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Private patient advocates a growing, yet costly, trend in health care

By Kate Thayer

Chicago Tribune

Barbara Salata was anxious, couldn’t sleep and told her family it felt like she was having a heart attack. The 77-year-old Libertyville woman would forget things and generally “wasn’t the mom that we knew,” said her son, Bob Salata Jr.

Despite a sleep apnea diagnosis and a sleeping pill prescription, Barbara Salata wasn’t getting better.

“It became obvious … we need to get a new team to look at this differently,” her son said. “I needed someone to listen to her. We were desperate to find someone who could find some direction for my mother’s health care.”

So the family hired a private patient advocate, a growing field of health care professionals. The advocate, Teri Dreher, suggested changing Barbara Salata’s medications, which the family said alleviated the most troubling symptoms. Dreher worked six months to find a new team of doctors for Salata, who said she now feels more like herself.

Her family credits the changes to Dreher’s fresh perspective and her time managing Salata’s care.

“It was a service I wasn’t even aware was available,” Barbara Salata said.

That’s because private patient advocacy remains relatively uncommon, said Trisha Torrey, founder of the Alliance of Professional Health Advocates.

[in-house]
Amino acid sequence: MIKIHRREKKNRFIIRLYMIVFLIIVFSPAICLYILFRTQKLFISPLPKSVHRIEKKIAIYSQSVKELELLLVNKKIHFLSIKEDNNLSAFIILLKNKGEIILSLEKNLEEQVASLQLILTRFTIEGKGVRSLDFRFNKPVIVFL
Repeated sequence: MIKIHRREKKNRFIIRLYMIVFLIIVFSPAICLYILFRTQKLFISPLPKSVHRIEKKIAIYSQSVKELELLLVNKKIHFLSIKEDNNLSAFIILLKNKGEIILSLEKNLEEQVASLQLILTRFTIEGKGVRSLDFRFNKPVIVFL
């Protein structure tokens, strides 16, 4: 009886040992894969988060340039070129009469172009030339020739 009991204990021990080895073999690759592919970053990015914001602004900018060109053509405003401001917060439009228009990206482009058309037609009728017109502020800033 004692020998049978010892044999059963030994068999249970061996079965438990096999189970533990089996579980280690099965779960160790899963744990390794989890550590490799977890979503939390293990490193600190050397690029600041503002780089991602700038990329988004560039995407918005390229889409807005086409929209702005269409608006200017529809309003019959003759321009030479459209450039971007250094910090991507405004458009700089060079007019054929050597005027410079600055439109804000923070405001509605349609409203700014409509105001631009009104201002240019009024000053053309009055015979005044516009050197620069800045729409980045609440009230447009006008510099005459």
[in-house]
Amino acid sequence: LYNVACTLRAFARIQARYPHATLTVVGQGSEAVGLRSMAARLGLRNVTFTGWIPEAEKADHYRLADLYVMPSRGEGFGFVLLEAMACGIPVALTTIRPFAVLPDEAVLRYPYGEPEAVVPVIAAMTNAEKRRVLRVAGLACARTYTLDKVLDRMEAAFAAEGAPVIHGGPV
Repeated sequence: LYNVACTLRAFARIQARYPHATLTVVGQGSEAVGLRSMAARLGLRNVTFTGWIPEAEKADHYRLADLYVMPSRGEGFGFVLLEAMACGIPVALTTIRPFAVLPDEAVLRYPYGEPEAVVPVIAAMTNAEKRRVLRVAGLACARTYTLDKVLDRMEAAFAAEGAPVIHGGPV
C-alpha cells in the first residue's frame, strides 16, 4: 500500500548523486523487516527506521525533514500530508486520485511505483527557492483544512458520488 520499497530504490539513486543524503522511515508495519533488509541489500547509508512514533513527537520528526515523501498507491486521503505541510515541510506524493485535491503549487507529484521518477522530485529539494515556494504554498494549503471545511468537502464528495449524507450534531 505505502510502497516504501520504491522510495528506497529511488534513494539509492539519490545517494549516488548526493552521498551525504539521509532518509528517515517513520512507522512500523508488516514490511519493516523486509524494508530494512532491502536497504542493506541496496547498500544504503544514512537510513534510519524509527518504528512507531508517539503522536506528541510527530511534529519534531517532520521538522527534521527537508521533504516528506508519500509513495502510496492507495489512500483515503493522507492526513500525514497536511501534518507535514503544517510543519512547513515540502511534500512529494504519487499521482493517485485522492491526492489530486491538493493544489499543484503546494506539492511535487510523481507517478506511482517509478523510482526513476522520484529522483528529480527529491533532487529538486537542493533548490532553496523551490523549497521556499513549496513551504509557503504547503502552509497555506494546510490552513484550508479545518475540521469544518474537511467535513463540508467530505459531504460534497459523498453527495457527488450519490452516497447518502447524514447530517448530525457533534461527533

Private patient advocates are not affiliated with hospitals or doctors. Instead they work as private consultants for patients and help manage health needs. Services vary from attending doctor visits, researching medical treatments and helping with medical equipment purchases to handling insurance claims, disputing hospital bills and scheduling appointments.

Advocates say they fill a gap in the health care system by making sure patients – or, as they call them, clients – are educated. They say their involvement relieves stress, especially for those dealing with serious or chronic illness, and that their vigilance and expertise can avert medical errors.

Others point out that many hospitals already offer patient advocates and that the benefits of a private advocate go only to those who can afford to pay. Depending on the advocate and the services, clients can expect to pay a private advocate $75 to $300 an hour, Torrey said.

Despite college certification programs, the budding industry also has yet to establish an accreditation process.

The idea of a patient advocate is not new, said Ronald Wyatt, medical director in the Division of Health Improvement at The Joint Commission, a suburban Chicago nonprofit that certifies hospitals and other health care organizations across the country. Typically, though, an advocate is simply a family member or friend who acts as another set of eyes to catch errors and speak on behalf of the patient, Wyatt said. It’s a relationship that benefits the sick person and the hospital, he said. “You save lives.”

Professional advocates say not everyone has a friend or relative to lean on, and it can be hard for someone who’s sick to manage care for themselves.

While many hospitals have patient advocate-type positions, Torrey said they ultimately work for the hospital, not the patient. “An advocate has to have allegiance to whoever is writing the paycheck,” she said.

Torrey estimates there are about 250 private patient advocates across the country. One private advocate can be found in Western New York at the website advoconnection.com. Roswell Park Cancer Institute also offers patient advocates.